I swooned over Sing With Me, the kids' EP from Haley Bonar, but a downside of that particular review is that there aren't any sound clips. So I thought I'd close out this Friday by sharing this video of "Beautiful You," recorded by a Duluth radio station when Bonar stopped by to play a few of her tunes. Aside from the inability of Bonar to sing harmony with herself live (as she does on record), it sounds a lot like the album version. That is to say, beautiful. Haley Bonar - "Beautiful You" (Live) [Vimeo]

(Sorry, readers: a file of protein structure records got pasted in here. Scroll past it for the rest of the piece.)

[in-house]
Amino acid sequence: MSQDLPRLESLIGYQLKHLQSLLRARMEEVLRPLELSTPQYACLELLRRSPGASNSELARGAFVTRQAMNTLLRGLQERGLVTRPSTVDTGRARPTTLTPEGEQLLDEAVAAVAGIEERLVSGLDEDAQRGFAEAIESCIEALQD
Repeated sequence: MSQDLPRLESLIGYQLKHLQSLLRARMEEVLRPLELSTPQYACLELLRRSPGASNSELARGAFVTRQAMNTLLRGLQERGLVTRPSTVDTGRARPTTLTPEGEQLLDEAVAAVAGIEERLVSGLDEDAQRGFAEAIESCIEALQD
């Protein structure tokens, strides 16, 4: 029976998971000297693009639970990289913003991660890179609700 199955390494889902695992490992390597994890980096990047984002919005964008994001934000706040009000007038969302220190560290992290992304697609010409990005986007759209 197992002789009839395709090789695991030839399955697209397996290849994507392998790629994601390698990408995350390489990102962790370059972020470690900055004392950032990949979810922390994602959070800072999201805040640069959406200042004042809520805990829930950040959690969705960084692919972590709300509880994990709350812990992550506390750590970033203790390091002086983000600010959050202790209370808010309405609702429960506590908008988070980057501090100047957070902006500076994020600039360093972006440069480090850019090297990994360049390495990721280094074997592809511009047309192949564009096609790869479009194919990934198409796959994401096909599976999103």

Well, the Grammys are almost upon us, and once again the Grammy Museum is hosting a Children's Recording concert. It's tomorrow, Saturday, at noon, and for $10 a pop, you'll get to hear music from all six kids' music Grammy nominees -- Ziggy Marley, Buck Howdy, Milkshake, Jonathan Sprout, Greg & Steve, and Cathy Fink & Marcy Marxer with Christylez Bacon. That's a pretty good lineup for $10, plus Dean Pitchford and Buck Howdy will do some readings from their Best Spoken Word-nominated albums. Grammy weekend has always had a bit of a convention-week feel for folks in the industry, and the kids music folks are capitalizing on it, having another breakfast on Saturday that'll bring together musicians and other folks in the industry. For a variety of reasons, I won't be able to make it this year, but I will soon... Now, as for the actual awards, the Best Children's Musical Recording and Spoken Word awards will be handed out on Sunday at 1 PM Los Angeles time. As they were last year, these not-ready-for-prime-time (or at least, not shown-on-prime time) will be streamed live GRAMMY.com. You'll be able to follow folks like Cathy Fink & Marcy Marxer on the interwebs throughout the weekend. As for who'll actually win, as I said right after the nominations were announced, I think Ziggy Marley has to be considered the favorite taking into account the long Grammy history he has, but Cathy & Marcy could pull off an upset. Maybe next year there'll be 10 nominees.